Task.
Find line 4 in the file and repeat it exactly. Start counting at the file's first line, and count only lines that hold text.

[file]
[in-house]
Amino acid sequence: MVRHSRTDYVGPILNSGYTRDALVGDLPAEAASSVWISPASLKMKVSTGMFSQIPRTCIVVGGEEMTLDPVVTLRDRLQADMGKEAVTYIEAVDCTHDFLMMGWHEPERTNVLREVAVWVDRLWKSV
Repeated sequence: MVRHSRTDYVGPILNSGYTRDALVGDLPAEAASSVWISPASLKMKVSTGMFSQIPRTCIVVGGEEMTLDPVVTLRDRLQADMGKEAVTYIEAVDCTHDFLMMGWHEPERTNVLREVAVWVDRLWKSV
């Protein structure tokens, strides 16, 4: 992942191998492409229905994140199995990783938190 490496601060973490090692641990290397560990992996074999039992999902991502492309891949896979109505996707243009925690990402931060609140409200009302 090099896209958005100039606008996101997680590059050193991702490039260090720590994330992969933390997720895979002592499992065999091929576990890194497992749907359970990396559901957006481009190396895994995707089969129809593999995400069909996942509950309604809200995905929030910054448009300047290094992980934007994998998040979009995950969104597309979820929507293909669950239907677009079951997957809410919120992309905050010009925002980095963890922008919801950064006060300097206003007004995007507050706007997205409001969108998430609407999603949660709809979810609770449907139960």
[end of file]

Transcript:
């Protein structure tokens, strides 16, 4: 992942191998492409229905994140199995990783938190 490496601060973490090692641990290397560990992996074999039992999902991502492309891949896979109505996707243009925690990402931060609140409200009302 090099896209958005100039606008996101997680590059050193991702490039260090720590994330992969933390997720895979002592499992065999091929576990890194497992749907359970990396559901957006481009190396895994995707089969129809593999995400069909996942509950309604809200995905929030910054448009300047290094992980934007994998998040979009995950969104597309979820929507293909669950239907677009079951997957809410919120992309905050010009925002980095963890922008919801950064006060300097206003007004995007507050706007997205409001969108998430609407999603949660709809979810609770449907139960």